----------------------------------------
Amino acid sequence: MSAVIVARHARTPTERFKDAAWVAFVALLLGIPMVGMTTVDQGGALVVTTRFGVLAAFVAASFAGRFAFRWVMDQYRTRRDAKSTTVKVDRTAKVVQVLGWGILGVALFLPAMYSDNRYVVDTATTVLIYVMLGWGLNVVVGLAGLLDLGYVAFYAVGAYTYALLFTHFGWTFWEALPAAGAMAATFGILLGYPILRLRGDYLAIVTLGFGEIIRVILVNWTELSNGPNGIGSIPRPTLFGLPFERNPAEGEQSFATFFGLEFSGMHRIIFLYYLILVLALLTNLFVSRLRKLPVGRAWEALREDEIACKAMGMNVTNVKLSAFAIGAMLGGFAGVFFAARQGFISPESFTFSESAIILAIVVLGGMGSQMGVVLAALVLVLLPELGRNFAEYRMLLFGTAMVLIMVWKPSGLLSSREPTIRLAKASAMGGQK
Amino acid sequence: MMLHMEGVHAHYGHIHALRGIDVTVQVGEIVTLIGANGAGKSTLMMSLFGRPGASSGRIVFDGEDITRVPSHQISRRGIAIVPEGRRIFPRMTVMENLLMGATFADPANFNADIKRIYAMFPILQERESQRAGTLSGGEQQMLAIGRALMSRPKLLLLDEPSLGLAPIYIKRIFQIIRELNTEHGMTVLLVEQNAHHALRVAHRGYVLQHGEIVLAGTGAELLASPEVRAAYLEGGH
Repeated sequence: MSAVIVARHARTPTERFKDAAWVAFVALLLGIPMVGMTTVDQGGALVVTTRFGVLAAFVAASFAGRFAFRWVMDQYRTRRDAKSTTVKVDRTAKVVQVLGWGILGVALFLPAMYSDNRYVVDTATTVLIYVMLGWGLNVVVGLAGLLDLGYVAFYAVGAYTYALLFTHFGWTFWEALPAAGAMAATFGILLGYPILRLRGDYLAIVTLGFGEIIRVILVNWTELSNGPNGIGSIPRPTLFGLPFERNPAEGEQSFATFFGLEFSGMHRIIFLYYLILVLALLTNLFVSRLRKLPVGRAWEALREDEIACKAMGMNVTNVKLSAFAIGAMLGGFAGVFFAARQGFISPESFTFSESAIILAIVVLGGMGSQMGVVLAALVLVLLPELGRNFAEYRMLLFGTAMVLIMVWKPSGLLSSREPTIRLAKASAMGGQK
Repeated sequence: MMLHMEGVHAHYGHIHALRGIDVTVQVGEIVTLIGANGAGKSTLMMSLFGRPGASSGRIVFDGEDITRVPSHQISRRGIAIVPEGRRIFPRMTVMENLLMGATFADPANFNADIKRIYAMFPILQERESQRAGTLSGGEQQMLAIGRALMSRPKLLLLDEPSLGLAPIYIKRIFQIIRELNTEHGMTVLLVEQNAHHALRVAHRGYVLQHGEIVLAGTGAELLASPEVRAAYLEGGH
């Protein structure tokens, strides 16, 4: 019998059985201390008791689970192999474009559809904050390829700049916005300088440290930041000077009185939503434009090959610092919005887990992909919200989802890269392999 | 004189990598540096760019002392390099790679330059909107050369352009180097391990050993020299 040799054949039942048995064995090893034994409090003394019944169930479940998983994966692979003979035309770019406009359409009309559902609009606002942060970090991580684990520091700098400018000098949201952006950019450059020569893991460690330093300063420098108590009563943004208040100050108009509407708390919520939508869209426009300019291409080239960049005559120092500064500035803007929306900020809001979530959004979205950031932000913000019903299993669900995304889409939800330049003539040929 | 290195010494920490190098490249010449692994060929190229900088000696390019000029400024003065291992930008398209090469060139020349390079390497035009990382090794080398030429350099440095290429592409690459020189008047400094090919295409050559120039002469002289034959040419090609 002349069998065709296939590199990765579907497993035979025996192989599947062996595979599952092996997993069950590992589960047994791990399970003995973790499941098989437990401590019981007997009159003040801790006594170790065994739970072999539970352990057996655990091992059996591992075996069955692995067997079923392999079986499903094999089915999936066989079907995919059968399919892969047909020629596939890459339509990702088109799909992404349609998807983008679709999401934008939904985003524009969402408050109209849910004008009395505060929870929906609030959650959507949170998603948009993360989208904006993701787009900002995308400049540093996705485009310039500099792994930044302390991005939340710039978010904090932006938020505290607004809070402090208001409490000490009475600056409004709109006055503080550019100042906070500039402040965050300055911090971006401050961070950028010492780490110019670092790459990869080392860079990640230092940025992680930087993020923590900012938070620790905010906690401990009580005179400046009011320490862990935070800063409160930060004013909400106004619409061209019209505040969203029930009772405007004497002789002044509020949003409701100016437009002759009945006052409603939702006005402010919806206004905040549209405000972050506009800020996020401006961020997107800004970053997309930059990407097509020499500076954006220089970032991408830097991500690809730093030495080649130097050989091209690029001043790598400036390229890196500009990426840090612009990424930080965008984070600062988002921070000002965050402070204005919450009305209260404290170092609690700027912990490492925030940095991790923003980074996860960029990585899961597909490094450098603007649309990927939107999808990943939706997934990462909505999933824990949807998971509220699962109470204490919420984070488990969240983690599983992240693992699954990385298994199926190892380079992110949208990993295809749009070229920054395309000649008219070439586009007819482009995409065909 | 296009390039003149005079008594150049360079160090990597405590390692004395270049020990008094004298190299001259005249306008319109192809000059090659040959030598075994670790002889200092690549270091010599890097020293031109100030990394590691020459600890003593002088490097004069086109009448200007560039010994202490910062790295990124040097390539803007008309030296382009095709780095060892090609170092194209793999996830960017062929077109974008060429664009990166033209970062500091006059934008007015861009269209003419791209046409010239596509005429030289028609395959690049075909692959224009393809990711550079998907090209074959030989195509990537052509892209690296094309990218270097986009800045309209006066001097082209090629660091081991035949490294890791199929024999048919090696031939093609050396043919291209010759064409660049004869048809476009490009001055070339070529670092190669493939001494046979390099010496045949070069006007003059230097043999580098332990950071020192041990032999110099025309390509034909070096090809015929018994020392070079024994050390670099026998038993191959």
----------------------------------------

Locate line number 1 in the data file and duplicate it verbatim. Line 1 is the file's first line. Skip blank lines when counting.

Amino acid sequence: MSAVIVARHARTPTERFKDAAWVAFVALLLGIPMVGMTTVDQGGALVVTTRFGVLAAFVAASFAGRFAFRWVMDQYRTRRDAKSTTVKVDRTAKVVQVLGWGILGVALFLPAMYSDNRYVVDTATTVLIYVMLGWGLNVVVGLAGLLDLGYVAFYAVGAYTYALLFTHFGWTFWEALPAAGAMAATFGILLGYPILRLRGDYLAIVTLGFGEIIRVILVNWTELSNGPNGIGSIPRPTLFGLPFERNPAEGEQSFATFFGLEFSGMHRIIFLYYLILVLALLTNLFVSRLRKLPVGRAWEALREDEIACKAMGMNVTNVKLSAFAIGAMLGGFAGVFFAARQGFISPESFTFSESAIILAIVVLGGMGSQMGVVLAALVLVLLPELGRNFAEYRMLLFGTAMVLIMVWKPSGLLSSREPTIRLAKASAMGGQK